An anthology horror movie, clocking in with a runtime of just under an hour, Hitokowa is a film full of potential. It's also a film with very little information available about it online, so I'm going to apologise in advance for being so vague. It seems that too few people have discovered it, or perhaps they have and just decided it wasn't worth their time to add any details about it online.
The framing device is simple, there are a number of spooky videos put together. That's it. Some segments in between the main footage show us an interviewer talking to some of the people responsible for filming the footage. I assumed that, like so many others, this was a feature made up on a number of unconnected shorts just spliced together, but I can neither confirm nor deny this, I'm afraid. It certainly feels like that kind of thing, and I'll detail the various segments shortly, but there's only one main director and one other writer credited on IMDb so perhaps this was a main concept that allowed those involved to experiment and have some fun making the scares.
Things starts strong with the tape of a couple who are setting off some fireworks. An apparition is seen, noises are heard, and they make a grisly discovery. The second tale, much shorter, is my favourite. It's a group of people on a trip who find themselves driving by a spooky phantom. Third, a man is given some strangely specific instructions that he follows while everything is caught on film. The fourth tale is mercifully short, but not short enough, as a family play a game and remain oblivious to the appearance of an onlooker. Last, but not least, is a nasty segment about a pregnant woman being severely punished for some apparent transgression.
Directed by Kazuto Kodama, who co-wrote the thing with Kent Ihara, there's a strange disconnect here that stops the experience from being a truly enjoyable one. Although there's a crudity to every story, the opening two "tapes" seem to offer up the promise of a very spooky experience, one that will utilise more basic practical effects to build up some unflashy, subtle scares. That goes out of the window with the third tale, which has moments that wouldn't look out of place in the cheapest, home-made, uploaded-onto-YouTube ghost films. And it just gets worse and worse on the way to the abrupt end. Then you have that last segment, something that feels as if it has accidentally ended up here when it should have been edited in to one of the Guinea Pig movies. It's not an attempt to truly scare viewers, it's just a bit of gross nastiness, standing out as something all the more unpleasant compared to everything that just came beforehand.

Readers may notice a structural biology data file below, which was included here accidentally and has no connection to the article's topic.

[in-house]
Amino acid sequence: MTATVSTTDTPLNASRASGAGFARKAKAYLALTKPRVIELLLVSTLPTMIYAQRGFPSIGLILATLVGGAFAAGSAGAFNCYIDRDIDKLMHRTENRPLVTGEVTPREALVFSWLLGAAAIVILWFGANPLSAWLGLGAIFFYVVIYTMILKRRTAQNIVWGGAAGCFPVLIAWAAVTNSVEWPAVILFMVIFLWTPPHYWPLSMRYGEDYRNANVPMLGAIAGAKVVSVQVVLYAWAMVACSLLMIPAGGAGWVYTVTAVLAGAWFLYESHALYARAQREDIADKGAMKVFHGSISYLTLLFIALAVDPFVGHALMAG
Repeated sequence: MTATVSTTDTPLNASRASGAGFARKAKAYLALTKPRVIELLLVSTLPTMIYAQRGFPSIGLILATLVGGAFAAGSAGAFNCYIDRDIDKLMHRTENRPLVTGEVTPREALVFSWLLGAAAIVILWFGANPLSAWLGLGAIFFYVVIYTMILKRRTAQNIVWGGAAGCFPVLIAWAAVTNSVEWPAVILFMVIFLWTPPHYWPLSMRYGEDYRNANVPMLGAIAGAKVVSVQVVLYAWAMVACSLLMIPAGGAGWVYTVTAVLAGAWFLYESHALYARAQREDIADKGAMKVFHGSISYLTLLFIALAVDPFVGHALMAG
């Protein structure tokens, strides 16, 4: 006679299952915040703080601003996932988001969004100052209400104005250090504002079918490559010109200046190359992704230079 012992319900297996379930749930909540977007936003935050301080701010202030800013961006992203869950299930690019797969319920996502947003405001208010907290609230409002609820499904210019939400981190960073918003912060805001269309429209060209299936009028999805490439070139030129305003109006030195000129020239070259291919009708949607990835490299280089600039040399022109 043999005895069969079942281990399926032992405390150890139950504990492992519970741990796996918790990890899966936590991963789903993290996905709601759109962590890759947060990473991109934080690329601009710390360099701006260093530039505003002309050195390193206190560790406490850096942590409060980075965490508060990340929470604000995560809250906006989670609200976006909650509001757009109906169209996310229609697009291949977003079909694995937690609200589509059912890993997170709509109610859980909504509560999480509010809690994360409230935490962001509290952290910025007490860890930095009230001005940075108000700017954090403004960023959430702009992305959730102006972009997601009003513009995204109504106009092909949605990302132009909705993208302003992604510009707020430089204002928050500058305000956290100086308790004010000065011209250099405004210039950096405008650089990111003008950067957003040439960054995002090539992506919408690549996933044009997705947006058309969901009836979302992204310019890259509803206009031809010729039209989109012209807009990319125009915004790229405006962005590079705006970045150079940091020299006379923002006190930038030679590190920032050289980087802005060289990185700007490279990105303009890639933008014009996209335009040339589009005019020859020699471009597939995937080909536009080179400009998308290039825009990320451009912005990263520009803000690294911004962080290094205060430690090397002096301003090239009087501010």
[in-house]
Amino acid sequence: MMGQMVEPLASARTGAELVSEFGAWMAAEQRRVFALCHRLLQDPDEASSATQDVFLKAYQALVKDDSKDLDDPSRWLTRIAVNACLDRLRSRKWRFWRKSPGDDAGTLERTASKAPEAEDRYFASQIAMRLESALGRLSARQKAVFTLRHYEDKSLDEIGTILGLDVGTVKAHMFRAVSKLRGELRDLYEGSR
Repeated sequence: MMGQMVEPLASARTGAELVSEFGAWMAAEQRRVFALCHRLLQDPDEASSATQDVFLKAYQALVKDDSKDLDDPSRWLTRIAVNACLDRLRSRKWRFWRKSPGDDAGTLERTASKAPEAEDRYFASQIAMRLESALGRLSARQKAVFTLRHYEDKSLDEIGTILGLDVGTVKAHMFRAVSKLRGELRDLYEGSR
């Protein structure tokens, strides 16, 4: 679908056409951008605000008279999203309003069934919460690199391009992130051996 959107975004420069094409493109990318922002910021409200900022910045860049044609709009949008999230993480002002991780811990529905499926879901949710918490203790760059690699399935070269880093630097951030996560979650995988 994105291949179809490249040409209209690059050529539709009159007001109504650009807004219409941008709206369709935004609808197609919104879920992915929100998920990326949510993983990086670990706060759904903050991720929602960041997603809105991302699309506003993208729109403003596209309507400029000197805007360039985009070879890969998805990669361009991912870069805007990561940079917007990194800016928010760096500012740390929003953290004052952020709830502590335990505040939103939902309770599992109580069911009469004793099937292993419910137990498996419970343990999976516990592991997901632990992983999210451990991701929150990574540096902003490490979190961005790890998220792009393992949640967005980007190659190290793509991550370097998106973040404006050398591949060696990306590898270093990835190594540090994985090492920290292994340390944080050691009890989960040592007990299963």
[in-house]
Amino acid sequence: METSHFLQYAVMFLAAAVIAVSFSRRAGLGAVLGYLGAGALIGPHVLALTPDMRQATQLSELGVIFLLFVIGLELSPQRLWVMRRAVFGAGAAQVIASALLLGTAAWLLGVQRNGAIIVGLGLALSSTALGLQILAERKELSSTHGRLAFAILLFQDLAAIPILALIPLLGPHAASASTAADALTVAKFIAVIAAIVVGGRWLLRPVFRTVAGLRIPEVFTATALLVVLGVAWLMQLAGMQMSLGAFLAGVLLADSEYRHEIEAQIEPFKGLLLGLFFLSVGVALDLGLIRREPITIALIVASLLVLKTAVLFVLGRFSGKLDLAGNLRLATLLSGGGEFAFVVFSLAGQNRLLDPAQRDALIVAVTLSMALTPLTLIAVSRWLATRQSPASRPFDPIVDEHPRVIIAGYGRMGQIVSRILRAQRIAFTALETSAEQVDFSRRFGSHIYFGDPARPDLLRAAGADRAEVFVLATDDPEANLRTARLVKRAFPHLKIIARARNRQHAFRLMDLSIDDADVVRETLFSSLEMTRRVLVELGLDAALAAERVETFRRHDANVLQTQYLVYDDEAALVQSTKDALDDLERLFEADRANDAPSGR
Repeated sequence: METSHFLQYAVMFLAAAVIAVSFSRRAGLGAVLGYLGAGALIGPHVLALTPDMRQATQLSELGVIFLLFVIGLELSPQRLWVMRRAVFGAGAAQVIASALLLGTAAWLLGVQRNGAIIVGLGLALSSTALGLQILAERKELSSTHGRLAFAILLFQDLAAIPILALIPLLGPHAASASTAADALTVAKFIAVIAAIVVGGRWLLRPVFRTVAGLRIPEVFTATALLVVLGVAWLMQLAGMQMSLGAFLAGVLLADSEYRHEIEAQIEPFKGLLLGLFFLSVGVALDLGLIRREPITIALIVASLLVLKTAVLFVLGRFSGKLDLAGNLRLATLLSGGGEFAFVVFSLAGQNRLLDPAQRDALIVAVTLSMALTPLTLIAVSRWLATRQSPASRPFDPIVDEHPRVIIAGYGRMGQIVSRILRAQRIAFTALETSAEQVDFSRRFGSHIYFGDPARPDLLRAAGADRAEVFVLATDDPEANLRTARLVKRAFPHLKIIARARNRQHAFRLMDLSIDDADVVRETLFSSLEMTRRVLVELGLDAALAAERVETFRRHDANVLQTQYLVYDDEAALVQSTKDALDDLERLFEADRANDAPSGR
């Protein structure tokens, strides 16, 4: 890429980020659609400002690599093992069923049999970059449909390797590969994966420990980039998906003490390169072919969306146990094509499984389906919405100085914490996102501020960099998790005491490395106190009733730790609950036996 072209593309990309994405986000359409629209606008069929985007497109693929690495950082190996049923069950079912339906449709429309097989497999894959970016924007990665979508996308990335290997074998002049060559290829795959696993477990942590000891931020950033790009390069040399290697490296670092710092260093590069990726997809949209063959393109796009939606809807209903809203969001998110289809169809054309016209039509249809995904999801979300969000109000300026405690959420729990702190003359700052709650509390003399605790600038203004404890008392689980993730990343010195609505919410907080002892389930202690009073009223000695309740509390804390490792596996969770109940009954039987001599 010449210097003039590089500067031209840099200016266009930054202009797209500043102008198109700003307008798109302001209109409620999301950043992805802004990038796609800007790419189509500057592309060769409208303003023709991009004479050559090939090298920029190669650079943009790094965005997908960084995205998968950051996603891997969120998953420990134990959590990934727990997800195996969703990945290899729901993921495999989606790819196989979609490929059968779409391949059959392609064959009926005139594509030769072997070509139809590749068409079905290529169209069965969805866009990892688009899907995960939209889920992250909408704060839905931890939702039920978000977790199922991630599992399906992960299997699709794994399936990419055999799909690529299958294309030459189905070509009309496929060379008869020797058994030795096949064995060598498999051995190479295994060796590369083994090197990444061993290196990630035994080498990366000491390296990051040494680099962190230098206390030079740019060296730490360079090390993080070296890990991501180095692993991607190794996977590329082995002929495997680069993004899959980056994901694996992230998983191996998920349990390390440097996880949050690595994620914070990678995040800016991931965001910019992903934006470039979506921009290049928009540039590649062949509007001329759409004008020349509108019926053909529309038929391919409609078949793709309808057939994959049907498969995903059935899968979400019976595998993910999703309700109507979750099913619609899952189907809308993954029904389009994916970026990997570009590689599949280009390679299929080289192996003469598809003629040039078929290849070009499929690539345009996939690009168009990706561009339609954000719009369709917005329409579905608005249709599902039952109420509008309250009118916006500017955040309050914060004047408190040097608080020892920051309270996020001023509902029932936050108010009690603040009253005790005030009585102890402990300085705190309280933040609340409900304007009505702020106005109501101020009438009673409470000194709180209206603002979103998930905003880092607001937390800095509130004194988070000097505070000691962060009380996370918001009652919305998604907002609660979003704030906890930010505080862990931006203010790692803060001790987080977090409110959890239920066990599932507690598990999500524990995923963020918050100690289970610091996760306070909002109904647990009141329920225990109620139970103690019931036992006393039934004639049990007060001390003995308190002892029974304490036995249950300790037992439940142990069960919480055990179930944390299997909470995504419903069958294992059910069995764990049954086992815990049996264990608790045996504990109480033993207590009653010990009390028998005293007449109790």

The cast members, who I cannot name (sorry), generally do well enough at going about with their business while not realising that they are getting closer and closer to an encounter of the spooky kind. They're helped by the brief runtime, which helps to avoid the repetitive inanity that can often make up so much of the dialogue in "found footage" horror movies, and viewers will be too busy scanning each scene to see where ghosties may be lurking to focus on the more lively central characters.
Easy enough to watch if you have an hour to spare, and want an extra horror title to mark off (e.g. when trying to cram in at least 31 features in October), but this has such a steep drop-off after the first two segments that I can't really recommend it.